...dead at age 68.
MARVIN HAMLISCH, left,
with the author after a Hamlisch concert in Bellingham, WA.
Hamlisch was a master By RON MILLER
From the time I first heard Anton Karas' zither music for Carol Reed's "The Third Man" in 1949, I'm sure I knew composing music for films was a magical art that could enhance any movie, even a masterpiece like "The Third Man." As a result, I grew up admiring film composers and, eventually, collecting their film scores on records, tapes and CD's.
Over the years, I've met quite a few of them and spent time witih them, discussing their unique contributions to film and television history, most notably the great Lionel Newman ("The Street With No Name," "Cheaper by the Dozen," etc.), Henry Mancini ("The Pink Panther," "Charade," "The Thorn Birds"), Bill Conti ("Rocky," "Dynasty") and the extraordinary man who died earlier this month--Marvin Hamlisch.
By the time I first met Hamlisch in 1975, he had already composed enough great film music to assure himself of a place in cinema history--his awesome score for "The Swimmer" (1968), his Oscar-winning re-imagination of Scott Joplin's ragtime music for "The Sting" (1973) and his two addtional 1973 Oscars for "The Way We Were," which won for Best Song and Best Dramatic Score.
The occasion of our first meeting was my visit to the set of TV's "The Entertainer," an elaborate remake of the 1960 Tony Richardson film, based on John Osborne's stage play. The locale of the TV movie had been switched from England to America circa World War II and filming was being done on the boardwalk in my seaside hometown, Santa Cruz, Calif. Jack Lemmon had assumed the leading role played earlier by Laurence Olivier on both stage and screen. The cast was truly stellar with Ray Bolger, Sada Thompson, Tyne Daly and Annette O'Toole in support of Lemmon.
Director Donald Wrye, with whom I was quite friendly, had the task of re-creating a wartime look for a very popular beach resort in the 1970s and he turned to Hamlisch to provide the proper musical background for such a time period feel. Marvin and I had lunch together at the tables set up for cast and crew on the cliffs overlooking the beautiul waters of Monterey bay.
That's when I discovered what a genuinely affable guy Hamlisch was. We just had a grand time talking about the challenges he was facing creating a musical mood for the movie that was distinctly different from the British-flavored music of the 1960 film. I came away from that interview, which was for TV Guide magazine, with the lasting impression that Hamlisch was a really humorous and witty character whose love of music was part of his soul.
Hamlisch was as impressed as I was to be in the company of the great Ray Bolger, one of the movies' immortal musical stars of the past, forever remembered by even today's youngsters for his performance as The Scarecrow in the 1939 "Wizard of Oz." I still have a treasured photo of dancer Bolger doing a high kick in his hotel room by the seashore as he demonstrated how rubbery his legs still were in his old age!
Hamlisch and I also were also impressed by the musical acumen of Jack Lemmon, who amused himself and everyone around him between takes by playing a piano that was part of the on-set decor in the real Santa Cruz home the filmmakers were using as the home of Archie Rice, the character Lemmon was playing in the film. Lemmon was a very competent pianist and often composed his own music just for kicks.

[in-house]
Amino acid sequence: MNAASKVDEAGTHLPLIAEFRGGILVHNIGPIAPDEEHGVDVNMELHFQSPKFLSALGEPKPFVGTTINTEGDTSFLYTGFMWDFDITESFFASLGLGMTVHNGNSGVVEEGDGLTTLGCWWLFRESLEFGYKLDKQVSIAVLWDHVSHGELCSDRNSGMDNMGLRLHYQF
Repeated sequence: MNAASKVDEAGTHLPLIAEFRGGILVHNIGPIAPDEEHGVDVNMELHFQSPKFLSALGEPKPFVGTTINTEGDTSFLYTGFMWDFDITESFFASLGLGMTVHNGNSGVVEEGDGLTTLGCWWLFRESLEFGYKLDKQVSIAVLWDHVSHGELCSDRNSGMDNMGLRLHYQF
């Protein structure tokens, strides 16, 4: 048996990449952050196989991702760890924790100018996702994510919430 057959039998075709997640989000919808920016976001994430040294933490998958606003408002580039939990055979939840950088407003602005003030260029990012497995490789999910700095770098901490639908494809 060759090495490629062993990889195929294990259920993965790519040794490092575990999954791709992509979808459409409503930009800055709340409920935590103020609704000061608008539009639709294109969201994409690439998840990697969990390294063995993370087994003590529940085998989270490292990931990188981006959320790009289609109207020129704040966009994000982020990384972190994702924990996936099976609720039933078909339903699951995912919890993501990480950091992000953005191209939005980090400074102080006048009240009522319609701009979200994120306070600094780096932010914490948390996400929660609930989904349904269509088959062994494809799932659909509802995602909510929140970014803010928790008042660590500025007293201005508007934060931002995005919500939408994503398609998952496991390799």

After "The Entertainer" aired in 1976, Hamlisch still had some great work ahead of him, including his score for the 1977 James Bond film "The Spy Who Loved Me" and its chart-topping song "Nobody Does It Better," sung on the soundtrack by Carly Simon; his beautiful score for Donald Wrye's feature film "Ice Castles" (1979); his score for Robert Redford's 1980 Best Picture Oscar winner "Ordinary People"; his 1982 score for Meryl Streep's Oscar-winning "Sophie's Choice" and, of course, his Tony-winning score for the great Broadway hit "A Chorus Line."
Many years later, Hamlisch came to Bellingham, WA, near my present home and played a solo concert at the marvelously restored Mt. Baker Theater. I had never heard him play piano in concert mode and I was entranced by his masterful style as an entertainer. To hear him coast through such a large volume of his own compositions was a sheer delight.
After the concert, my wife and I went backstage and I was able to renew my acquaintance with Hamlisch and pose for a photo with him, which is shown above. As before, he was a warm, friendly and gracious guy.
Marvin Hamlisch loved the Broadway theater and many of his film scores were for movies based on Broadway shows, including "The Prisoner of Second Avenue" (1975), "Same Time Next Year" (1978) and "Chapter Two" (1979). He was a favorite of many top stars who would seek him out for their projects, among them Barbra Streisand, Robert Redford and Jack Lemmon. Little wonder: His music had enhanced so many of their films.
He probably did his best work in the 1970s, creating many scores that will live as long as movies are being screened anywhere, but his work was never second-rate and he continued to work regularly in films and TV up until his death after a brief illness. He most definitely will be sorely missed by anyone lucky enough to have known him, even as briefly as I did.
©2012 by Ron Miller. The photo of Marvin Hamlisch at the piano is courtesy of ABC News. This column first posted Aug. 13, 2012.
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